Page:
Literary Anthology of “Zuo zhuan,” The Commentary of Zuo

Description

Zuo zhuan (The commentary, or chronicle of Zuo), is one of the earliest Chinese works of narrative history, covering the years 722‒468 BC, an important source for studying the history of that period. It is traditionally attributed to Zuo Qiuming, a fifth-century historian in the state of Lu, as a commentary to the Chun qiu (Spring and autumn annals), the official chronicle of the State of Lu. But many believe it was an independent work produced contemporaneously with the Annals. It follows chronologically the 12 dukes of the State of Lu, recording the history of the various vassal states of the Zhou Dynasty over a period of 254 years. The work also provides a model of classical Chinese prose and modes of narrative literature for later generations. This edition was printed at the end of the Ming dynasty. The contents of the work were selected with commentaries by Zhang Nai (died 1629), with explanatory notes by Chen Jiru (1558‒1639), a literary scholar, painter and calligrapher, and examined by Zhong Xing (1574‒1624), also a scholar. Zhang Nai, a native of Huating (present-day Songjiang, Shanghai), was a well-known essayist. After receiving his jin shi degree in 1604, he took up the post as Vice Minister of the Bureau of Rites in Nanjing. He was relieved of his post upon accusations by other officials but was later reappointed to the same post. The woodblocks used for the printing of this work came from Qingyun Guan, a famous printing workshop in Suzhou. It is possible that the work was issued by the owner of the workshop, using Zhang Nai as the contributor or compiler. The quality of the red and black printing was inferior to that produced in Wuxing, a great center of printing in Zhejiang. It has three undated prefaces by Zhong Xing, Zhang Nai, and Wei Huan, and several seal impressions of collectors, among them Hao gu tang tu shu ji (Recorded Books of the Hall for Love of Antiquities), the private library of Hu Zhenheng (1569‒1645), a scholar and bibliophile, in Zhejiang.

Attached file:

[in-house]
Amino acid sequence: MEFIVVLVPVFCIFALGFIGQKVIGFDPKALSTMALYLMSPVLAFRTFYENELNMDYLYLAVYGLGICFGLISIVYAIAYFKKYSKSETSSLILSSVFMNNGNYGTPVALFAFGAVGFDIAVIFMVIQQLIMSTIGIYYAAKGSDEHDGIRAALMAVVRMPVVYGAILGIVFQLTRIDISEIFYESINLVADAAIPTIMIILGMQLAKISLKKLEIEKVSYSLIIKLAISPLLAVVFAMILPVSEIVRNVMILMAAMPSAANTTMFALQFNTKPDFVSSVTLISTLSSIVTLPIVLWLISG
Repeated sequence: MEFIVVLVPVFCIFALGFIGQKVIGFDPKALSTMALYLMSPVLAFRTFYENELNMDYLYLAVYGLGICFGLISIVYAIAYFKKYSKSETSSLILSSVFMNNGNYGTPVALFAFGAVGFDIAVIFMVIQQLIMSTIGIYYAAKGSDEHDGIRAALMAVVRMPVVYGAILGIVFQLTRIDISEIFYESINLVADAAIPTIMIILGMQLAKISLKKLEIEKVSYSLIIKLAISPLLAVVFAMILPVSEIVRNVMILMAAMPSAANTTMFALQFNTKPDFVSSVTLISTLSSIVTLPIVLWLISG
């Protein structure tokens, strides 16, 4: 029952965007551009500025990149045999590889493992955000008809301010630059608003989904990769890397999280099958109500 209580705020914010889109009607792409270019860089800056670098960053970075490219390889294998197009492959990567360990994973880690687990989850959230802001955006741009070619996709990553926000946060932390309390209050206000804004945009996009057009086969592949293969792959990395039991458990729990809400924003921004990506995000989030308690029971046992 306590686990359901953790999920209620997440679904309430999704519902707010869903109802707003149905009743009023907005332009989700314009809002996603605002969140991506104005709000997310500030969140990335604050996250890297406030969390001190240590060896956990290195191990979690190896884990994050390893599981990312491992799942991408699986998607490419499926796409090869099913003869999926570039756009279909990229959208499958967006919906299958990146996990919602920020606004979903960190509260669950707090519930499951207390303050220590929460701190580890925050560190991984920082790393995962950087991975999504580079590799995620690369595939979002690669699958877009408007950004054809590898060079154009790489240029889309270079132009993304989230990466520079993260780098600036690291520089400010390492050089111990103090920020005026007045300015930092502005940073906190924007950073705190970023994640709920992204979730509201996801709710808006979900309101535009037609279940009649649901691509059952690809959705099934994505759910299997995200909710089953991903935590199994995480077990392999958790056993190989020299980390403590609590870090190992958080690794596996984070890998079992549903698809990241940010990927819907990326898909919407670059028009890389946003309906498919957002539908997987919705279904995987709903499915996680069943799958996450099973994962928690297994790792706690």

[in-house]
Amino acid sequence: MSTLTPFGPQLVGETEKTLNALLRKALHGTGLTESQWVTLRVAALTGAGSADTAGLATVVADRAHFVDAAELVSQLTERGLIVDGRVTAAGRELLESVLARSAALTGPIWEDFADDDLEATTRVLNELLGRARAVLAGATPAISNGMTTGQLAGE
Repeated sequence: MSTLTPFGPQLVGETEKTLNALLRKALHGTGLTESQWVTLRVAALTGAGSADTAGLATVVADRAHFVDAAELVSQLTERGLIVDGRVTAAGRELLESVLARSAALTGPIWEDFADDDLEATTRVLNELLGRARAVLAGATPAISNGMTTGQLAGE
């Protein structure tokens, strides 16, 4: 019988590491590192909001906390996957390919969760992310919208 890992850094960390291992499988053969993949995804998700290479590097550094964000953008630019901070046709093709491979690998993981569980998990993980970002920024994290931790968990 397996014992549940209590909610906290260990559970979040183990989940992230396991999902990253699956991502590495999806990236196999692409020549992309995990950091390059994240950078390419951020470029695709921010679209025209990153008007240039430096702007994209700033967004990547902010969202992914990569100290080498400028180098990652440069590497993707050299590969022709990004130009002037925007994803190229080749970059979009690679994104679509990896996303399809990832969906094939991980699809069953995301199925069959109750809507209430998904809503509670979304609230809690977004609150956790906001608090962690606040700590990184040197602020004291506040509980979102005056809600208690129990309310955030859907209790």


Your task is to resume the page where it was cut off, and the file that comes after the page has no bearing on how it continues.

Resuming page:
Last updated: January 10, 2018